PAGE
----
The purpose of this paper is twofold. We first produce a labour market profile of non-Irish immigrants who arrived in Ireland in the ten years to 2003. We then go on to use the labour market profile in estimating the impact of immigration (non-Irish) on the Irish labour market. Immigrants are shown to be a highly educated group. However, they are not all employed in occupations that fully reflect their education levels. The model of the labour market that we use to simulate the impact of immigration differentiates between low-skilled and high-skilled labour. This allows us to estimate the impact of immigrants (a) if they were employed at a level fitting their education and (b) if they were employed in occupations below their educational level. Our results show that under scenario (a) immigrants who arrived between 1993 and 2003 increased GNP by between 3.5 and 3.7 per cent, largely by lowering skilled wages by around 6 per cent and increasing Ireland’s competitiveness. Under scenario (b), the increase in GNP is reduced to 3 per cent because the impact on skilled wages is lower. If we assume that immigration is primarily unskilled, the impact on earnings inequality found under (a) and (b) is reversed.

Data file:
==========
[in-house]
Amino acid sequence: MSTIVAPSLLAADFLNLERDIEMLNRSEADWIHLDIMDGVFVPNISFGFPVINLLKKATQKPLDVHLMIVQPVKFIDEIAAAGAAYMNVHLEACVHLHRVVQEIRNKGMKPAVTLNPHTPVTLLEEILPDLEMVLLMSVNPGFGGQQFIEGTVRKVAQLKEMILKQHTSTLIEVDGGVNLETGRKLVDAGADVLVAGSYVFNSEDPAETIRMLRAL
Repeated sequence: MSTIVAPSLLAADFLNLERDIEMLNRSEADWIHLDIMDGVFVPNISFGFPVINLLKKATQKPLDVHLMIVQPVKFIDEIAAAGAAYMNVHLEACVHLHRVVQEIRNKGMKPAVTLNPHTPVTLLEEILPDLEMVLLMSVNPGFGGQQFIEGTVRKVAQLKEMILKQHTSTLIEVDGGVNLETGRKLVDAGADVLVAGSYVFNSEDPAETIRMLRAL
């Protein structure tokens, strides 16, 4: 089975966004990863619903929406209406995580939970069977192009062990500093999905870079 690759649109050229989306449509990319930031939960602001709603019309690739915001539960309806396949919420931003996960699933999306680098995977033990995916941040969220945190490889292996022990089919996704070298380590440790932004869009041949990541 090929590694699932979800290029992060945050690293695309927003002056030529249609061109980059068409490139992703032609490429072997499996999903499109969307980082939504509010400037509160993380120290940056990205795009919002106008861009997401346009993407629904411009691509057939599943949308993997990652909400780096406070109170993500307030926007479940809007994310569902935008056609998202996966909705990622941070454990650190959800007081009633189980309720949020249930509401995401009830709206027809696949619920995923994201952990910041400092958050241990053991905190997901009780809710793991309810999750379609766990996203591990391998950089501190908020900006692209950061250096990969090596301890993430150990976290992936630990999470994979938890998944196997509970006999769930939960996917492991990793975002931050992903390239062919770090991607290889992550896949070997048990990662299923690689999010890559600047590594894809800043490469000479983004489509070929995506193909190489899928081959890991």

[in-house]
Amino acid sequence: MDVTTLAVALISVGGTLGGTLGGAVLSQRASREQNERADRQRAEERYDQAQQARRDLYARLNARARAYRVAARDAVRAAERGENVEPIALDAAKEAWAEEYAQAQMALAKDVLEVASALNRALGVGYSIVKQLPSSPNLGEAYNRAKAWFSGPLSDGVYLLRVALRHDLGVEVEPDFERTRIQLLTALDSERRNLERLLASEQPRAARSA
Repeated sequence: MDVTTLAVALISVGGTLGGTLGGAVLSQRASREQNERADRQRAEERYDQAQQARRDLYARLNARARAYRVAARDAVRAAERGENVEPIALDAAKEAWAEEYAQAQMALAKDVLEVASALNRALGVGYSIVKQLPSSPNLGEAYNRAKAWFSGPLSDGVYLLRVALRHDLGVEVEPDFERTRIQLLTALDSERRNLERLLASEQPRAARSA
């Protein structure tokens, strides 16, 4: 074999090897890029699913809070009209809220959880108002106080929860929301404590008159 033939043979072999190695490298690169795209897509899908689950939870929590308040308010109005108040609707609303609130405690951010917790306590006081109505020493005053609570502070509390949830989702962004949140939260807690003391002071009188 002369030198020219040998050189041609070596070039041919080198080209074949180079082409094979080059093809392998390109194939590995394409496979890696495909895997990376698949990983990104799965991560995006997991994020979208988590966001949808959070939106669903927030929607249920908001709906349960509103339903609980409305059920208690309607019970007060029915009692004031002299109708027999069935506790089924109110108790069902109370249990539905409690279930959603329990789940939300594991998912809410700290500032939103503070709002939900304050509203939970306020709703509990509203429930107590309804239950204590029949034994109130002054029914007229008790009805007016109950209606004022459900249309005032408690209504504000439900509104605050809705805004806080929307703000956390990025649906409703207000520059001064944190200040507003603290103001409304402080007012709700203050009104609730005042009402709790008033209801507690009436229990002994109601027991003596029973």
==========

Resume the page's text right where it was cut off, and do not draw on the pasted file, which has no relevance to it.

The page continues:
Source: Economic and Social Review, Vol. 37 No 1, Spring 2006